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Process Plant Design and Operation by D. Scott and F. Crawley. Institution of Chemical Engineers UK (1992). 141 pp

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hate this approach! Why? Because it requires them to think outside the
‘guidelines’ of a traditional textbook (e.g. Coulson and Richardson) and beyond
the standard tutorial-type problems. It asks the reader to do what they should be
required to do more often - namely, to tackle unfamiliar problems and situations.
Perhaps some lecturers might like to consider this option?
Martyn S Ray
Process Plant Design and Operation, by D. Scott and F. Crawley. Institution of
Chemical Engineers, UK (1992). 141 pp. ISBN 0-85295-278-3.
This book is another new publication from the IChemE in their excellent series of
User Guides, replacing Flowsheeting for Safety. The series is well known for the
practical content and useful advice and this book maintains that tradition. It covers
many aspects of importance to graduate engineers and is written by two
practitioners working in the field of loss prevention and safety. The Forward states
that it was intended to provide general advice on safety and loss prevention to
young graduate engineers. The book does this very well, but it will also be useful
to final year undergraduates and should be essential reading as part of a plant
desigdsafety unit. It will provide a good supplement to the writings of Trevor
Kletz! The basic message of this book is that “safetyshould be considered at the
design stage of every project, this makes plant development cheaper and safer“. I
would hope that this is emphasised many times to our undergraduates. Although
safety and loss prevention are probably mainly confined to a particular section of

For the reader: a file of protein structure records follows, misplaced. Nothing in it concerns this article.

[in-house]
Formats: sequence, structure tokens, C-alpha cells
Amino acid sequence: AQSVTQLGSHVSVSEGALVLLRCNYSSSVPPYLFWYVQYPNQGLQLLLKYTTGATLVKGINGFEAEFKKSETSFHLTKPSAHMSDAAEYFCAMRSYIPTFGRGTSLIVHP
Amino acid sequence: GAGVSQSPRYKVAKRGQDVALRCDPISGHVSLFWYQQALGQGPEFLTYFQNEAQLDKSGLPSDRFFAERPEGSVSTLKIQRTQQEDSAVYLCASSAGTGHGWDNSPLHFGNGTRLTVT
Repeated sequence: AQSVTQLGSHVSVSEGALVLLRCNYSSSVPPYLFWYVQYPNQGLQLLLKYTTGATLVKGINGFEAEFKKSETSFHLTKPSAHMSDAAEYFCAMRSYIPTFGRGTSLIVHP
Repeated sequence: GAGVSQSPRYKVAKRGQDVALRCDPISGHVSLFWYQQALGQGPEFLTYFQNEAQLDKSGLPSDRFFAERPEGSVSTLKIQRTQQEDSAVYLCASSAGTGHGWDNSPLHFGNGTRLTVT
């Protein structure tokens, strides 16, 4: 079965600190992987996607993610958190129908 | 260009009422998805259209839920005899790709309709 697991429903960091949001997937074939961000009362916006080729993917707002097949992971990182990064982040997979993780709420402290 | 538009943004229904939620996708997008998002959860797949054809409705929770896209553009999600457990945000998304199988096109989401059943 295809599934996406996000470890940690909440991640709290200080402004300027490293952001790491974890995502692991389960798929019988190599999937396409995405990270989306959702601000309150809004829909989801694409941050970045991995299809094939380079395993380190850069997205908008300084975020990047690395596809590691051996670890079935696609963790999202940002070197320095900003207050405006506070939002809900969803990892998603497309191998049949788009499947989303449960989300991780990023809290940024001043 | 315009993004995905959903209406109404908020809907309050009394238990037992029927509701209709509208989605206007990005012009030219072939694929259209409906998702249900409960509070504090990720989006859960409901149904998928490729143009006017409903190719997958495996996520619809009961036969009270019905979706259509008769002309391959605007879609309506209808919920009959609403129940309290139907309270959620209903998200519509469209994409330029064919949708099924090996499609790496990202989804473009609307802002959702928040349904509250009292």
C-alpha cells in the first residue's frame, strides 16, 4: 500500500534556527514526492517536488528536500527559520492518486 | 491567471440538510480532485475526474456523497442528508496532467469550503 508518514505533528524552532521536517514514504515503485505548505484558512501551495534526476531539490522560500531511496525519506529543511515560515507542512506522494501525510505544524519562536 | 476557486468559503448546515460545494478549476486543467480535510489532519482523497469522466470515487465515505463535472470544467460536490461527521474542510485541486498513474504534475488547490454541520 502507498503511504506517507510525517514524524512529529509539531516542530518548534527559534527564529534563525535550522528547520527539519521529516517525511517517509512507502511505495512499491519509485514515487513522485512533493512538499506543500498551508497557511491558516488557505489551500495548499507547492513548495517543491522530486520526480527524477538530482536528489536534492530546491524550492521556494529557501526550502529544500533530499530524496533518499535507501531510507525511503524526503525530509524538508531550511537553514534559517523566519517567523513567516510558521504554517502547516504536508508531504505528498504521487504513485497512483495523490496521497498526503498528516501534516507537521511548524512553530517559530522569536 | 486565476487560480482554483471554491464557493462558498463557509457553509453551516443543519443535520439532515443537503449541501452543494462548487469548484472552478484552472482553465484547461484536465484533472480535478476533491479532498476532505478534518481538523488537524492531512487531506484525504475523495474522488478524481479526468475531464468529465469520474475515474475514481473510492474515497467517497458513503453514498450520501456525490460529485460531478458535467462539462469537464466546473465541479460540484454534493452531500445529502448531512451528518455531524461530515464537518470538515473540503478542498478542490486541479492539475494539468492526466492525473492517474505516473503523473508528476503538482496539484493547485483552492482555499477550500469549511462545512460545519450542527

the syllabus, I hope that their importance is stressed during all laboratory and
design studies. In most chapters safety is considered during the four major phases
of a project, namely conceptual design, detailed design, start-up, and operation.
This makes the layout and scope of the book easy to follow, but it also runs the
risk of letting the reader think that safety can be pigeon holed! The authors warn
in the Appendix when considering the presentation of checklists that “there is a
danger that slavish adherence will follow ...“
These points aside, the book is clearly written, well presented, easy to follow,
and has a lack of typographical errors. It covers the topics in a logical and
interesting manner and provides much practical advice for the reader relatively
new to the subject. So why did I feel dissatisfied while reading the book and what
was missing? The contents and presentation made good sense, and it didn’t make
any claims to be a comprehensive reference source on the subject. Finally I
decided that the problem was a lack of case study material illustrating the use of
some of the principles presented. It came over as too many facts and ideas without
the applications! The book would make a good basis for a lecture course where
the lecturer added case studies and assignments to illuminate and use the text
material. However, for the solitary reader it was certainly interesting but lacked a
vital ingredient, and at 141 pages, there is space to add some extra material!
HAZOP studies in particular (in Chapter 6) really need a practical example to
illustrate the ideas proposed. These comments should not detract from the overall
usefulness of this book. It is a valuable addition to the literature but it is more
suited to undergraduates than young graduate engineers. The book should provide
an interesting read and valuable pointers to graduates. But I hope the next edition
includes some examples of applications of the principles, or maybe even
structuring the text around a major case study.
Martyn S Ray
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process, design, chemical, crawley, engineer, 1992, operation, 141, scott, plan, institutions
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